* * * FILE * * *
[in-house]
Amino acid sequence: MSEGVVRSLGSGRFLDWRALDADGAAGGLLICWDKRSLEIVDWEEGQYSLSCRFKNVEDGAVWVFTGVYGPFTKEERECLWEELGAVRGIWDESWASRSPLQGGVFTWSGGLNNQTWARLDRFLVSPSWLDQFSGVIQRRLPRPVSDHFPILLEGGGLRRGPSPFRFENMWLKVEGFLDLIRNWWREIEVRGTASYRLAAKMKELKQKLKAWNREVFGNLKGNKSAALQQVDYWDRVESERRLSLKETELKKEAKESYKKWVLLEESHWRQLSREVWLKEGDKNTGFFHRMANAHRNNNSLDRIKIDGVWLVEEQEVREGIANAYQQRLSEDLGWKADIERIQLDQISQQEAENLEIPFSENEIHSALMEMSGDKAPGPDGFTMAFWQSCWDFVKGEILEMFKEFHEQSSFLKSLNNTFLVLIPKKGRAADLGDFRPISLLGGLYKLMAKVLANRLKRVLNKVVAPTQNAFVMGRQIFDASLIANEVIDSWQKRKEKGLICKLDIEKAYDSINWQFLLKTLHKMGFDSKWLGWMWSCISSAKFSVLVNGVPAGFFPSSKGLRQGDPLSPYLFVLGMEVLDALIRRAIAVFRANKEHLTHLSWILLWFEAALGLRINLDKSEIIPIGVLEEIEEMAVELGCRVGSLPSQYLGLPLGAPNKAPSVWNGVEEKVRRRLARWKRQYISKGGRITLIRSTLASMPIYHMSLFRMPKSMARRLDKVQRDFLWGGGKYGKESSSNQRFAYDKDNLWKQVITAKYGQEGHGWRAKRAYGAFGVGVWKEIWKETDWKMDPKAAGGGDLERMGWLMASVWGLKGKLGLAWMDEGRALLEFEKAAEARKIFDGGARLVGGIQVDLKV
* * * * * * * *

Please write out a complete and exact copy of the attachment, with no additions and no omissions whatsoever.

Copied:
[in-house]
Amino acid sequence: MSEGVVRSLGSGRFLDWRALDADGAAGGLLICWDKRSLEIVDWEEGQYSLSCRFKNVEDGAVWVFTGVYGPFTKEERECLWEELGAVRGIWDESWASRSPLQGGVFTWSGGLNNQTWARLDRFLVSPSWLDQFSGVIQRRLPRPVSDHFPILLEGGGLRRGPSPFRFENMWLKVEGFLDLIRNWWREIEVRGTASYRLAAKMKELKQKLKAWNREVFGNLKGNKSAALQQVDYWDRVESERRLSLKETELKKEAKESYKKWVLLEESHWRQLSREVWLKEGDKNTGFFHRMANAHRNNNSLDRIKIDGVWLVEEQEVREGIANAYQQRLSEDLGWKADIERIQLDQISQQEAENLEIPFSENEIHSALMEMSGDKAPGPDGFTMAFWQSCWDFVKGEILEMFKEFHEQSSFLKSLNNTFLVLIPKKGRAADLGDFRPISLLGGLYKLMAKVLANRLKRVLNKVVAPTQNAFVMGRQIFDASLIANEVIDSWQKRKEKGLICKLDIEKAYDSINWQFLLKTLHKMGFDSKWLGWMWSCISSAKFSVLVNGVPAGFFPSSKGLRQGDPLSPYLFVLGMEVLDALIRRAIAVFRANKEHLTHLSWILLWFEAALGLRINLDKSEIIPIGVLEEIEEMAVELGCRVGSLPSQYLGLPLGAPNKAPSVWNGVEEKVRRRLARWKRQYISKGGRITLIRSTLASMPIYHMSLFRMPKSMARRLDKVQRDFLWGGGKYGKESSSNQRFAYDKDNLWKQVITAKYGQEGHGWRAKRAYGAFGVGVWKEIWKETDWKMDPKAAGGGDLERMGWLMASVWGLKGKLGLAWMDEGRALLEFEKAAEARKIFDGGARLVGGIQVDLKV